Thursday, June 5, 2008

Cellphones more dangerous than drunk driving?

Both DUI and Cellphone use (non-handsfree) are illegal in California.

There are different studies that have been done on how talking on a cellphone affects driving. On July 1, new laws go into effect in California that prohibit motorists from holding a cellphone and driving -- in other words, they have to use hands-free devices.

Dave Strayer, a professor of psychology at the University of Utah, has been part of a team of researchers who over the last several years has published several studies on the topic and tested how cellphones affect motorists using a driving simulator.

Maybe this quote from Strayer on a recent university press release gives you a hint of how he feels:

"At the end of the day, the average person's commute is longer because of that person who is on the cellphone right in front of them. That SOB on the cellphone is slowing you down and making you late."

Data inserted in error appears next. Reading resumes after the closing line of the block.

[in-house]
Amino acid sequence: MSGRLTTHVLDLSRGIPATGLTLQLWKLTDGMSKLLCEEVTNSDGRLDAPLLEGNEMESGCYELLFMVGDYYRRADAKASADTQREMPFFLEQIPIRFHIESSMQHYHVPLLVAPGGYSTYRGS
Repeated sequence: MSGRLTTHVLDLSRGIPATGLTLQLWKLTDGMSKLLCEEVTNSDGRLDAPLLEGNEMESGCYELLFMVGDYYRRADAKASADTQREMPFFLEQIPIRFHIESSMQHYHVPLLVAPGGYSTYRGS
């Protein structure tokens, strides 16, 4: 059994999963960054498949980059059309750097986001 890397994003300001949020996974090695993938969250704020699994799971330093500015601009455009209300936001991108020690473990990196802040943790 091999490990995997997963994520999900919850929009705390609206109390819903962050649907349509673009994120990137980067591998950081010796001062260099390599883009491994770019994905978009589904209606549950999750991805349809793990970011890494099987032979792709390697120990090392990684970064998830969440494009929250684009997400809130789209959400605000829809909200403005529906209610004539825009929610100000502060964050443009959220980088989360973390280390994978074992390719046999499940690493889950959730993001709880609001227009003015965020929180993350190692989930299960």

Strayer believes that it's the conversation, not the device that is diverting the attention of motorists from the road. He said that hands-free laws are not based on good science.

"It’s also possible [such laws] can be sending another message to people that we’ve solved the problem, and technology has come to the rescue," Strayer said. "If it encourages people to talk when they otherwise [would] not talk, it could be counterproductive and make roads less safe."

Using the driving simulator, his team concluded that people talking on a hands-free phone while driving pretty much drive as if they were drunk and they drive slower than the traffic around them. In particular, motorists engaged in phone conversations were less likely to change lanes and tended not to pass slow traffic in front of them.

Oher distractions that motorists face: people eating greasy French fries, playing with their iPod or screaming at their kids etc. The difference is that those types of distractions tend to be ephemeral and pass quickly, whereas cellphone conversations can last a long time.

Legislators in most states have shied away from passing cellphone driving laws, and no state has passed a law saying you can’t talk on a cellphone at all. Change may ultimately come about because of pressure from the insurance industry or from large employers, who worry about being responsible if one of their employees gets involved in a cell phone-driving accident.